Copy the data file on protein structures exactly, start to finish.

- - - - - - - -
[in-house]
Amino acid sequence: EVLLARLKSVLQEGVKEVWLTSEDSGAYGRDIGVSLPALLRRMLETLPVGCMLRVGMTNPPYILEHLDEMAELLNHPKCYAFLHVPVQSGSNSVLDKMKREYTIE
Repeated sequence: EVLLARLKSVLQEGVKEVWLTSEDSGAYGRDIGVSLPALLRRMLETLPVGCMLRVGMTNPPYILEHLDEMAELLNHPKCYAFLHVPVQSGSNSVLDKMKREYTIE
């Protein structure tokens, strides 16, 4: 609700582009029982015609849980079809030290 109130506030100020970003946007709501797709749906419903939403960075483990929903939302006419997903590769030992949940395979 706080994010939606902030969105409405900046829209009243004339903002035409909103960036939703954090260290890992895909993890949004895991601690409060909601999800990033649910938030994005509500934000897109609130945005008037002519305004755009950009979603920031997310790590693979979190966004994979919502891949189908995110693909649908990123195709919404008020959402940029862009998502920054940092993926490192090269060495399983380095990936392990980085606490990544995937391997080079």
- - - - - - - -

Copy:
[in-house]
Amino acid sequence: EVLLARLKSVLQEGVKEVWLTSEDSGAYGRDIGVSLPALLRRMLETLPVGCMLRVGMTNPPYILEHLDEMAELLNHPKCYAFLHVPVQSGSNSVLDKMKREYTIE
Repeated sequence: EVLLARLKSVLQEGVKEVWLTSEDSGAYGRDIGVSLPALLRRMLETLPVGCMLRVGMTNPPYILEHLDEMAELLNHPKCYAFLHVPVQSGSNSVLDKMKREYTIE
């Protein structure tokens, strides 16, 4: 609700582009029982015609849980079809030290 109130506030100020970003946007709501797709749906419903939403960075483990929903939302006419997903590769030992949940395979 706080994010939606902030969105409405900046829209009243004339903002035409909103960036939703954090260290890992895909993890949004895991601690409060909601999800990033649910938030994005509500934000897109609130945005008037002519305004755009950009979603920031997310790590693979979190966004994979919502891949189908995110693909649908990123195709919404008020959402940029862009998502920054940092993926490192090269060495399983380095990936392990980085606490990544995937391997080079």